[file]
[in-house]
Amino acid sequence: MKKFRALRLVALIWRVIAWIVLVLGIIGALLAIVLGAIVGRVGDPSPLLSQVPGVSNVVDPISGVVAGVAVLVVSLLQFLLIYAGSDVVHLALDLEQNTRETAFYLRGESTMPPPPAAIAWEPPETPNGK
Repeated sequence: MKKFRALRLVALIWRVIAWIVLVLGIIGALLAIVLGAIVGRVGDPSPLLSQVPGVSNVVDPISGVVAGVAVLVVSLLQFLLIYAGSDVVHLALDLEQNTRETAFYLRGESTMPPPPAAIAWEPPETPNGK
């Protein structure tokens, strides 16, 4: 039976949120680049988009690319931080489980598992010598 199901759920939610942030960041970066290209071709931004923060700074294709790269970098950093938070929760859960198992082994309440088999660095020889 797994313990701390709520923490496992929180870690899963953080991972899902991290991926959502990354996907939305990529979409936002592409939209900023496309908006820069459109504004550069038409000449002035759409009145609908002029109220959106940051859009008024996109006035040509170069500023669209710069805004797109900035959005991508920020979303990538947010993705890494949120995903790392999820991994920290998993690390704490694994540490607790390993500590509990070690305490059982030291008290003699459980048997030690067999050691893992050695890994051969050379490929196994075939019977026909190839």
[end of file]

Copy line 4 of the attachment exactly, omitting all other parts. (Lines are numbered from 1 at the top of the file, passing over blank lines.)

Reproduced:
């Protein structure tokens, strides 16, 4: 039976949120680049988009690319931080489980598992010598 199901759920939610942030960041970066290209071709931004923060700074294709790269970098950093938070929760859960198992082994309440088999660095020889 797994313990701390709520923490496992929180870690899963953080991972899902991290991926959502990354996907939305990529979409936002592409939209900023496309908006820069459109504004550069038409000449002035759409009145609908002029109220959106940051859009008024996109006035040509170069500023669209710069805004797109900035959005991508920020979303990538947010993705890494949120995903790392999820991994920290998993690390704490694994540490607790390993500590509990070690305490059982030291008290003699459980048997030690067999050691893992050695890994051969050379490929196994075939019977026909190839």